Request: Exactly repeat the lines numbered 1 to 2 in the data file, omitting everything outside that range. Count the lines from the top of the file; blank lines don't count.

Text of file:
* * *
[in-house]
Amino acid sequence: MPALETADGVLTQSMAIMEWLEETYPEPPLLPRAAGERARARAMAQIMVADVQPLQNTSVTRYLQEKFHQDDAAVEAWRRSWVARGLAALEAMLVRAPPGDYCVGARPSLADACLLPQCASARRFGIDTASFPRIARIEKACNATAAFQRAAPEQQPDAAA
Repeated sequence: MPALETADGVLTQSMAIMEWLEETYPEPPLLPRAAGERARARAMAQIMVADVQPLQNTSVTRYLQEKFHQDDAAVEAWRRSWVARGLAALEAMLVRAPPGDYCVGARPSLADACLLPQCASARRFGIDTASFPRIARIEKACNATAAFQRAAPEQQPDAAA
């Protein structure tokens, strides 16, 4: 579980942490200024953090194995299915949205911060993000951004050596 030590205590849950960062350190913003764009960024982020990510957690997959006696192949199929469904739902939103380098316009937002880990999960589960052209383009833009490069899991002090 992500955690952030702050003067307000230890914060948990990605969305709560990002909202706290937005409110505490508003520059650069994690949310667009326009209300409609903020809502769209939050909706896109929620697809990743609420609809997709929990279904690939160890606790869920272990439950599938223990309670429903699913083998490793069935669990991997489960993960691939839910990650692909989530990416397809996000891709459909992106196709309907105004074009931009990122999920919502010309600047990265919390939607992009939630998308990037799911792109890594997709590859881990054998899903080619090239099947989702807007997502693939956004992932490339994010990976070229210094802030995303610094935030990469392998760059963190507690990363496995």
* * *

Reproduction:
[in-house]
Amino acid sequence: MPALETADGVLTQSMAIMEWLEETYPEPPLLPRAAGERARARAMAQIMVADVQPLQNTSVTRYLQEKFHQDDAAVEAWRRSWVARGLAALEAMLVRAPPGDYCVGARPSLADACLLPQCASARRFGIDTASFPRIARIEKACNATAAFQRAAPEQQPDAAA